We Need to Steer in the Right Direction, towards Electric Vehicles

The number of cars on the roads worldwide has surpassed one billion, with the U.S. having the largest car population at about 239.8 million cars. It is estimated that by 2050 the worldwide car population will reach 2.5 billion. This would require a production of 120 million barrels of oil per day, which is 37 million more that we require today. Since transportation currently accounts for 23% of the world’s greenhouse-gas emissions, increasing transportation will only make global warming increasingly worse. In order to compete with these rising emissions, we need to move towards alternative energy vehicles.

An excellent alternative to the regular “gas-guzzling” cars are the All-Electric Vehicles (EVs). EVs run on electricity only and are powered by rechargeable batteries that propel the electric motors in the car, allowing it to move. EVs are much more energy efficient, environmentally friendly, require less maintenance, have better performance, and have reduced energy dependence over vehicles with internal combustion engines (ICEs); which are the cars that require gasoline. EVs are very energy efficient in terms of how much energy they convert from their source to power the wheels. EVs convert about 59%-62% of the electrical energy from the grid to power the car, while ICE only convert 17%-21% of the energy from gasoline to power the car. EVs are much more environmentally friendly than ICEs because they emit no tailpipe pollutants and if the electricity is from nuclear, hydroelectric, solar, or wind power plants there are also no air pollutants. EV’s energy costs are also less than ICE’s energy costs. The cost to drive an EV 100 miles is significantly less than the cost to drive an ICE 100 miles (Figure 1.).

Additionally, as a bonus, EV’s motors are very quiet, have stronger accelerations, and require less maintenance than ICEs.

Yet, of course, there are some downsides to the EVs. Two of the main downsides that most people would worry about if deciding to buy an EV is it’s driving range abilities and recharge time. Most EVs can go only about 100-200 miles before needing to be recharged, while ICEs can drive for over 300 miles without needing to be refueled with gasoline. Also, fully recharging the battery can take from 4-8 hours. EVs can either be charged at the house or at a charging station (Figure 2.).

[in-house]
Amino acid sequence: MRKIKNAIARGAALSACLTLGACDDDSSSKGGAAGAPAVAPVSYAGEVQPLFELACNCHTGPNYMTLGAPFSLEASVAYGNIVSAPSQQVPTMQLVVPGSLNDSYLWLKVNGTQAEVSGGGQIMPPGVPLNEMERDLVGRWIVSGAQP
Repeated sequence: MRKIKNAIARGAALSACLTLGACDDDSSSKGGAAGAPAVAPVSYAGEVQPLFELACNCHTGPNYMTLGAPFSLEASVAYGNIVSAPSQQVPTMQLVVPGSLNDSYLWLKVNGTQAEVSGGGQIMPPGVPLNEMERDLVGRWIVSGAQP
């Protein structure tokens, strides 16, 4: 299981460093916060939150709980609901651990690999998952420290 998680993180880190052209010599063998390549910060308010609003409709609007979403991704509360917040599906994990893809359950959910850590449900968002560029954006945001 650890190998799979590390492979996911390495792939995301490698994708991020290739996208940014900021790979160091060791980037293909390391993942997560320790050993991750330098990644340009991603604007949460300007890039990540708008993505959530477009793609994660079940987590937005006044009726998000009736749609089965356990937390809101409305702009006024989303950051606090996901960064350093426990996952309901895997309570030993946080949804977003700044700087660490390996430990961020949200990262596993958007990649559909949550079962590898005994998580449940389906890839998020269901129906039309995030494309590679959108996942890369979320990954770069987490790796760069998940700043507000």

Screen Shot 2015-03-15 at 12.14.12 AM

Figure 2. shows an example of an EV at a charging station.

There are also other downsides to EVs, which are the high cost to replace a car battery (which may need to be replaced) and the heavy weight and consuming size of the battery packs.

As usual, whenever there is a technology that is an alternative to help save energy, there are usually downsides. Yet, with EVs, there aren’t downsides that are un-manageable or “not worth it.” I believe EVs are rare, but exciting, because they truly benefit the community, and more importantly, the environment. With technology advancing everyday, the small issues of the driving range, recharging time, and battery weight, size, and cost will eventually become irrelevant, and soon enough All-Electric Vehicles will be the obvious choice, not that they aren’t already!

Workouts to Watts

Becoming environmentally friendly is rewarding, yet it can also be a pain. Turning down the heat to face the cold, carpooling, unplugging your devices, and always remembering to turn off the lights are everyday “energy savers” that are beneficial, but not everyone does them. it could be because of laziness, lack of knowledge, lack of interest, or even forgetfulness, but either way, energy is still being wasted every day, and A LOT of it. So what if I were to tell you that there was a way of saving energy without even knowing you were? Too good to be true? Well clearly you haven’t been to the New York Sports Club on Eight Avenue, The Cadbury House Club, California Fitness in Hong Kong, The Great Outdoor Gym Company or to the other few human powered gyms around the world!

These gyms have invested a lot of money into new workout equipment that allows your sweat to power the machine your on, a T.V. in the gym, or even the gym itself! These companies have already converted several hundred machines at dozens of U.S. health clubs and university gyms. Each machine has a generator that converts the motion of the wheels into electricity, which is then fed into the power grid. In some pf these gyms, the generators ate noticeable, with each being attached to a black box with wires running out of it. (Figure 1.).